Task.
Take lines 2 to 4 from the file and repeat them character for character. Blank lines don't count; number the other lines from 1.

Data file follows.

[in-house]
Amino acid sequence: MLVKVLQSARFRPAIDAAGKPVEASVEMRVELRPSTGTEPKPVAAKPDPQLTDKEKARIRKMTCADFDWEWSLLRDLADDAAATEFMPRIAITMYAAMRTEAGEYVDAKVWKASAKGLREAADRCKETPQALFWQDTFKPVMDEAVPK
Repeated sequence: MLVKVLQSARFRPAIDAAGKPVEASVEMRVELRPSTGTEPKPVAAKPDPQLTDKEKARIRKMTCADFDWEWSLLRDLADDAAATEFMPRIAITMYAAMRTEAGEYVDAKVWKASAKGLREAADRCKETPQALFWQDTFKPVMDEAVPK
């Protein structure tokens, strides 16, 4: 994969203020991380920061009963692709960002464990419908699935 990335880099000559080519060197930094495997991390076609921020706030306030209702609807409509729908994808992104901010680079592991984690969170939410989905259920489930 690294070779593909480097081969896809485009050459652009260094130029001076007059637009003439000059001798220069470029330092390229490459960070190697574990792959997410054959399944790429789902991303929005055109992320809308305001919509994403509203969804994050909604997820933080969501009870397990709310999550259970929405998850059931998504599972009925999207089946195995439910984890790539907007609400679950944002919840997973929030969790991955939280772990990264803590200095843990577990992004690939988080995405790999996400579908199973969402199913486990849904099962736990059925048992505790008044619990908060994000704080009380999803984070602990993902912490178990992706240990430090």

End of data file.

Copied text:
Amino acid sequence: MLVKVLQSARFRPAIDAAGKPVEASVEMRVELRPSTGTEPKPVAAKPDPQLTDKEKARIRKMTCADFDWEWSLLRDLADDAAATEFMPRIAITMYAAMRTEAGEYVDAKVWKASAKGLREAADRCKETPQALFWQDTFKPVMDEAVPK
Repeated sequence: MLVKVLQSARFRPAIDAAGKPVEASVEMRVELRPSTGTEPKPVAAKPDPQLTDKEKARIRKMTCADFDWEWSLLRDLADDAAATEFMPRIAITMYAAMRTEAGEYVDAKVWKASAKGLREAADRCKETPQALFWQDTFKPVMDEAVPK
């Protein structure tokens, strides 16, 4: 994969203020991380920061009963692709960002464990419908699935 990335880099000559080519060197930094495997991390076609921020706030306030209702609807409509729908994808992104901010680079592991984690969170939410989905259920489930 690294070779593909480097081969896809485009050459652009260094130029001076007059637009003439000059001798220069470029330092390229490459960070190697574990792959997410054959399944790429789902991303929005055109992320809308305001919509994403509203969804994050909604997820933080969501009870397990709310999550259970929405998850059931998504599972009925999207089946195995439910984890790539907007609400679950944002919840997973929030969790991955939280772990990264803590200095843990577990992004690939988080995405790999996400579908199973969402199913486990849904099962736990059925048992505790008044619990908060994000704080009380999803984070602990993902912490178990992706240990430090």